*I worked somewhere once where there was a seriously overzealous network guy who would throttle services and block things at random. He always said he wasn't when I went to the boss and complained, but when I actually got access to the Packetshaper configs, I could see that he was in fact blocking and throttling services, except on his own machines and the boss'. I've been paranoid ever since.

  • Parsing was hard (Score:2, Informative)

    by againjj (1132651)

    Comcast has filed a court appeal of an FCC ruling that says the company can't delay peer-to-peer traffic on its network because it violates FCC net neutrality principles.

    I read:

    Comcast filed a court appeal of an FCC ruling. The appeal says that the company can't delay peer-to-peer traffic on its network because it violates FCC net neutrality principles.

    I then thought:

    WTF?! They are trying to bolster net neutrality? Did I just see a pig fly by?

  • by presidenteloco (659168) on Thursday September 04, 2008 @06:25PM (#24880957)

    Hmm hmm It seems you have exceeded your 25 telephone calls per month, sir.

    How can we do that?

    Snort snort. tee hee.

    How can we do that?

    We're the TELEPHONE COMPANY, sir.
    chortle chortle snort snort.

  • There aren't currently any laws on the books mandating or protecting net neutrality, are there? I don't think it's technically illegal to throttle traffic the way they're doing it, though it is ethically wrong.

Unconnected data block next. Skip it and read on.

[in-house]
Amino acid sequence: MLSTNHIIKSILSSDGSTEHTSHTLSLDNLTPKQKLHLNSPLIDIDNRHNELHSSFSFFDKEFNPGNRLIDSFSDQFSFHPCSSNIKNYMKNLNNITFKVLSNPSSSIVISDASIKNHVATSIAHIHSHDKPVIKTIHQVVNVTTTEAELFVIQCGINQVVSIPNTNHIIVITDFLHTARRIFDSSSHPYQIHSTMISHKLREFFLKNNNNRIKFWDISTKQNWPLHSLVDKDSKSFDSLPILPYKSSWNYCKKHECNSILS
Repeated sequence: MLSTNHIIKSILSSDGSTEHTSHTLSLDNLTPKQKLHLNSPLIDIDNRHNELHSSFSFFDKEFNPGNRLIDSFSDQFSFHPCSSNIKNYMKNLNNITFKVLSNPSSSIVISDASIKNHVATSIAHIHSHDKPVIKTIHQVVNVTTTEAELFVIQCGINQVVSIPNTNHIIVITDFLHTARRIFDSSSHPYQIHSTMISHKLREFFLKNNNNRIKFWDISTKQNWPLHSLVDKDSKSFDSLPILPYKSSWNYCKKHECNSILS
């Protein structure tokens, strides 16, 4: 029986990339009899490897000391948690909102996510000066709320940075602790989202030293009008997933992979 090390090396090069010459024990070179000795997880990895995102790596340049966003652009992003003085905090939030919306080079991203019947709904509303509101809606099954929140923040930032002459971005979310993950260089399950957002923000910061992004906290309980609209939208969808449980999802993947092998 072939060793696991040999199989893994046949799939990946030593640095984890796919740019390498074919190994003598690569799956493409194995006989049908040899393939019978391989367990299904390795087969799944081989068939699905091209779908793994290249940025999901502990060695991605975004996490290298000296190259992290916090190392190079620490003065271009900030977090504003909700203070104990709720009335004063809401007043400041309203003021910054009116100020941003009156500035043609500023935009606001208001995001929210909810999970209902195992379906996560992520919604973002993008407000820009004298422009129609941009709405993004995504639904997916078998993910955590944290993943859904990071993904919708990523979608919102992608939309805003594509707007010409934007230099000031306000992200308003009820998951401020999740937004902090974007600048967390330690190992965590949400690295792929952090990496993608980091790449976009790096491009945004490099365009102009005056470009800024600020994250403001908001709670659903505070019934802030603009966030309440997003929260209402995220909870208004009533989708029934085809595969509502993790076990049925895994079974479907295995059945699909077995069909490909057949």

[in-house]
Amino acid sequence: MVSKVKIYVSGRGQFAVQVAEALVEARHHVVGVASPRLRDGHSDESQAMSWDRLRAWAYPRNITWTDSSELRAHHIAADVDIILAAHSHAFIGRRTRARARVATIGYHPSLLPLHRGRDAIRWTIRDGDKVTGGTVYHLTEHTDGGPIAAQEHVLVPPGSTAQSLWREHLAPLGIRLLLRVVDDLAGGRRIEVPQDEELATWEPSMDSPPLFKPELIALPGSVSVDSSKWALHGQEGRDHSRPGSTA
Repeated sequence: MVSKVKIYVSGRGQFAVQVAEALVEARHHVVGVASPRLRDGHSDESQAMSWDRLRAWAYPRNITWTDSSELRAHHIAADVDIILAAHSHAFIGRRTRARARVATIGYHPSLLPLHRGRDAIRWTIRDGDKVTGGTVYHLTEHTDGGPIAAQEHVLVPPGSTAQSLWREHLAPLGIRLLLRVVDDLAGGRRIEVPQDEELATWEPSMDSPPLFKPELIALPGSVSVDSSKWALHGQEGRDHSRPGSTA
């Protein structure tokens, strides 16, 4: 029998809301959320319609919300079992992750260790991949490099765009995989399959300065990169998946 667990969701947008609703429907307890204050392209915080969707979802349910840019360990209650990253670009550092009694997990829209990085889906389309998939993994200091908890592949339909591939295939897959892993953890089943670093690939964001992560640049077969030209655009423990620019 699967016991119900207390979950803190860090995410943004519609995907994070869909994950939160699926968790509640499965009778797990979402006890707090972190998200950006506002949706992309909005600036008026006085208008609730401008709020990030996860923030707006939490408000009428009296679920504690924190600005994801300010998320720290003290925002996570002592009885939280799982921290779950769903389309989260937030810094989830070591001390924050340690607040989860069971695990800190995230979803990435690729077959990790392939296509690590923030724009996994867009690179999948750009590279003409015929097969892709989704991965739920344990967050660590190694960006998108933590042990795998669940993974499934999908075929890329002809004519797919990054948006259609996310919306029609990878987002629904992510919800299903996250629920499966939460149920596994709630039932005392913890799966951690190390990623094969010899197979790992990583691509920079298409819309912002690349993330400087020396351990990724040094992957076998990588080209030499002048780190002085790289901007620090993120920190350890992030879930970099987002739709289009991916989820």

I could be wrong here.
    • In 2005 the FCC added vague net neutrality requirements. These are what is enforced. Oftentimes, the law allows the agencies some leeway in creating new regulations to a specific purpose. I for one applaude the FCC for setting up net neutrallity as a principle.

  • by GuyverDH (232921) on Thursday September 04, 2008 @06:31PM (#24881027)

    Switch from Comcast's cable to Dish Network / DirecTV, or a competing Cable company's product.
    Switch from Comcast's internet to DSL, FIOS or even Satellite or Cellular internet provider.

    Vote with your wallet....

    Once enough subscribers cancel Comcast, maybe they'll finally pull their collective heads out of their collective asses...

    Until then, they will continue to do whatever they want to try and maximize profit and to hell with their customers...